A coupleÂ of years back I wrote an essay on games that create a story as part of the gameplay, which was published as part ofÂ theÂ excellentÂ collection Second Person: Role-Playing and Story in Games and Playable Media (ed. Pat Harrigan and Noah Wardrip-Fruin, MIT Press, 2007) which I have huckstered here before. The contents of the book are slowly migrating online (didnâ€™t like the weather in the real world is my guess) and my piece has just gone live. You can read it here.
Iâ€™ll warn you now that much of it was written in a small hotel on Skye that turned out to be run by a man who had taught me history some twenty years earlier, sitting in the lounge after a tour of the Tallisker whisky distillery earlier in the day, in a tearing hurry to (a) meet the deadline and (b) to find somewhere with internet access that would let me plug a USB stick into their machine. It turns out the Scots arenâ€™t big on giving foreigners access to their ports, not since they learned their lesson in 1072.
Nevertheless I think the piece holds up, and raises some interesting points about a neglected area of game design. I believe thereâ€™s a way to make comments on the MIT site though I couldnâ€™t find it; have a poke around and if you canâ€™t locate it then do come back here and weâ€™ll chat in the comments.
Do you ever have that thing where you can remember a snippet of a lyric but you have no idea what the rest of the words are, or what the song was? I do too, but with me it’s folktales.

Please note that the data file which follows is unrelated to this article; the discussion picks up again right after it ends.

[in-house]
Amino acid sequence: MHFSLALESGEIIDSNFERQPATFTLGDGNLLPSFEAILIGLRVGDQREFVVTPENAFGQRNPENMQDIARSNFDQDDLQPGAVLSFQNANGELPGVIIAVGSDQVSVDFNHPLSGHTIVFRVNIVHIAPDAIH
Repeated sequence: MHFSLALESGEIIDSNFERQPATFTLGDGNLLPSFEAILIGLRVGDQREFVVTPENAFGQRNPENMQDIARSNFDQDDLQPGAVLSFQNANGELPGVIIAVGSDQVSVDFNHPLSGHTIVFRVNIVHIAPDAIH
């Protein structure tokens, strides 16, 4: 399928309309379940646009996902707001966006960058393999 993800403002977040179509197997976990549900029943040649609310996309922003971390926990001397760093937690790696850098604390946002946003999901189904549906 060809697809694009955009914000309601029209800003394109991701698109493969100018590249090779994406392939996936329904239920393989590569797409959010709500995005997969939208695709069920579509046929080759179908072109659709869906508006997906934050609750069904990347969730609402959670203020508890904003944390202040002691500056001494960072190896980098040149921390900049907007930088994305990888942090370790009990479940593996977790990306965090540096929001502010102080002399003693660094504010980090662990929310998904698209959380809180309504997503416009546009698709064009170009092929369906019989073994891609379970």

If you can identify the folktales these two incidents come from, I would be profoundly grateful if you could let me know. I’m guessing it’s 25 years since I read either of them, my google-fu is weak, I have frankly too many books of this stuff to go looking, and AskMetafilter is too cool to be asked this kind of nonsense.
1. Female devil or imp is sent to tempt man (or possibly gets stranded in the world and meets a man). They fall in love and she agrees to marry him. On entering the church for the first time her tail falls off and she has to kick it out of sight. Northern European, I think. It may not be an actual folktale but a piece of fiction written in a folkloric style. Can’t remember any more than that, though I continue to reference it whenever I mention non-religious people going into a church, to the general confusion of anyone who hears me.
2. Man and woman stuff. One of them (I think it’s him, and he may be a king) has had a candle made with a wedding-ring hidden in the wax. As the candle burns, the ring falls out at an important moment. Again, I can’t remember any more than that, but I think this tale is better known than the one before.
Any common theme you detect between these two stories is entirely coincidental.